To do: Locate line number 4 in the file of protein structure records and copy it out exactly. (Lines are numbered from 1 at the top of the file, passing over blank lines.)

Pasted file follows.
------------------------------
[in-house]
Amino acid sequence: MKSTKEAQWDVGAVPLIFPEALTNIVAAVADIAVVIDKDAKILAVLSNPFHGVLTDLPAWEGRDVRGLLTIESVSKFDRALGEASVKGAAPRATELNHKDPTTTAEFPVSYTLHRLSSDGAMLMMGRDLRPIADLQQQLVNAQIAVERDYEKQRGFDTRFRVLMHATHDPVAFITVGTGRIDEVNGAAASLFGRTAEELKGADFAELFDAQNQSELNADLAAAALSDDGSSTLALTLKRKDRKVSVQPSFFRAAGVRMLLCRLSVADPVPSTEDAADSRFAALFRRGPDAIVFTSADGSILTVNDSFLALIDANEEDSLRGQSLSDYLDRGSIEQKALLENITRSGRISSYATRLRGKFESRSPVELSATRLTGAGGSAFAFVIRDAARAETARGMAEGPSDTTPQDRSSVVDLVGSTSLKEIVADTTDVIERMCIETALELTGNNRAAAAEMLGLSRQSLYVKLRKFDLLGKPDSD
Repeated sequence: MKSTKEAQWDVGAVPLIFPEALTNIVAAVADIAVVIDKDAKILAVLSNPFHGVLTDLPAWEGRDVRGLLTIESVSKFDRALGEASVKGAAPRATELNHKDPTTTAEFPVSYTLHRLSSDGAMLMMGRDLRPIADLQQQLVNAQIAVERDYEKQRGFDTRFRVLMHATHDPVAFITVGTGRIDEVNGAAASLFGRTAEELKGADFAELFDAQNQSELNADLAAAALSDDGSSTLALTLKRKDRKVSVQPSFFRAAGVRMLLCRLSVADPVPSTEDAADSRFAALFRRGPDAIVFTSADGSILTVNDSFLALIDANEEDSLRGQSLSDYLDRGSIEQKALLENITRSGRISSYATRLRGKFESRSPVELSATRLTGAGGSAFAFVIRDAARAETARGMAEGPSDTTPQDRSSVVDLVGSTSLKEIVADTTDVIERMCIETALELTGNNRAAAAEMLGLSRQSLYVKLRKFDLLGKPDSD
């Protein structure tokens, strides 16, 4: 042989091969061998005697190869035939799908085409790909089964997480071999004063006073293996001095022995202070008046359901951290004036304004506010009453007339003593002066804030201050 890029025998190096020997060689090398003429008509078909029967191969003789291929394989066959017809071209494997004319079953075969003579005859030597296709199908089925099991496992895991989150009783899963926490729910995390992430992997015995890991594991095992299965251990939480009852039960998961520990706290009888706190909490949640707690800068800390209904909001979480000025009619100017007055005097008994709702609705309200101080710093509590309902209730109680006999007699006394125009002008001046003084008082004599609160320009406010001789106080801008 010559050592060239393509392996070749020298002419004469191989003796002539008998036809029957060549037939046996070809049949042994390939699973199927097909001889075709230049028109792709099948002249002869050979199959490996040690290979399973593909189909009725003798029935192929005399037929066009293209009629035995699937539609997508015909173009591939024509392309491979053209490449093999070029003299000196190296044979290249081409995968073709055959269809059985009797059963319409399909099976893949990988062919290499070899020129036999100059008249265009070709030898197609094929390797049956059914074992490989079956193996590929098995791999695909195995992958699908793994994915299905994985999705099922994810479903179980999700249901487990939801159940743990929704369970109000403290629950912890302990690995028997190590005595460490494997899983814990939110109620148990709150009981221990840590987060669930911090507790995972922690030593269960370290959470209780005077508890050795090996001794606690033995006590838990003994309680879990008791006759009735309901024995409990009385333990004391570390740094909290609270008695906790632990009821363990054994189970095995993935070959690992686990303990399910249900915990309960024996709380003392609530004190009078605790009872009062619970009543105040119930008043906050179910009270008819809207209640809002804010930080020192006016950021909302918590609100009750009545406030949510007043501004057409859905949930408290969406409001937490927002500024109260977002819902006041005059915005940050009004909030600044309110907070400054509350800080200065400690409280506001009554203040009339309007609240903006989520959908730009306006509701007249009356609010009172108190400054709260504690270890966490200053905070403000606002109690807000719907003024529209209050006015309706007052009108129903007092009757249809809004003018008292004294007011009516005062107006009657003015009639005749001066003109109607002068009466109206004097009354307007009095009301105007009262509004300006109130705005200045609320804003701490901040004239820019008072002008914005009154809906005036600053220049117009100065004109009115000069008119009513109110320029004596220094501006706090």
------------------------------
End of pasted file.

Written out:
């Protein structure tokens, strides 16, 4: 042989091969061998005697190869035939799908085409790909089964997480071999004063006073293996001095022995202070008046359901951290004036304004506010009453007339003593002066804030201050 890029025998190096020997060689090398003429008509078909029967191969003789291929394989066959017809071209494997004319079953075969003579005859030597296709199908089925099991496992895991989150009783899963926490729910995390992430992997015995890991594991095992299965251990939480009852039960998961520990706290009888706190909490949640707690800068800390209904909001979480000025009619100017007055005097008994709702609705309200101080710093509590309902209730109680006999007699006394125009002008001046003084008082004599609160320009406010001789106080801008 010559050592060239393509392996070749020298002419004469191989003796002539008998036809029957060549037939046996070809049949042994390939699973199927097909001889075709230049028109792709099948002249002869050979199959490996040690290979399973593909189909009725003798029935192929005399037929066009293209009629035995699937539609997508015909173009591939024509392309491979053209490449093999070029003299000196190296044979290249081409995968073709055959269809059985009797059963319409399909099976893949990988062919290499070899020129036999100059008249265009070709030898197609094929390797049956059914074992490989079956193996590929098995791999695909195995992958699908793994994915299905994985999705099922994810479903179980999700249901487990939801159940743990929704369970109000403290629950912890302990690995028997190590005595460490494997899983814990939110109620148990709150009981221990840590987060669930911090507790995972922690030593269960370290959470209780005077508890050795090996001794606690033995006590838990003994309680879990008791006759009735309901024995409990009385333990004391570390740094909290609270008695906790632990009821363990054994189970095995993935070959690992686990303990399910249900915990309960024996709380003392609530004190009078605790009872009062619970009543105040119930008043906050179910009270008819809207209640809002804010930080020192006016950021909302918590609100009750009545406030949510007043501004057409859905949930408290969406409001937490927002500024109260977002819902006041005059915005940050009004909030600044309110907070400054509350800080200065400690409280506001009554203040009339309007609240903006989520959908730009306006509701007249009356609010009172108190400054709260504690270890966490200053905070403000606002109690807000719907003024529209209050006015309706007052009108129903007092009757249809809004003018008292004294007011009516005062107006009657003015009639005749001066003109109607002068009466109206004097009354307007009095009301105007009262509004300006109130705005200045609320804003701490901040004239820019008072002008914005009154809906005036600053220049117009100065004109009115000069008119009513109110320029004596220094501006706090």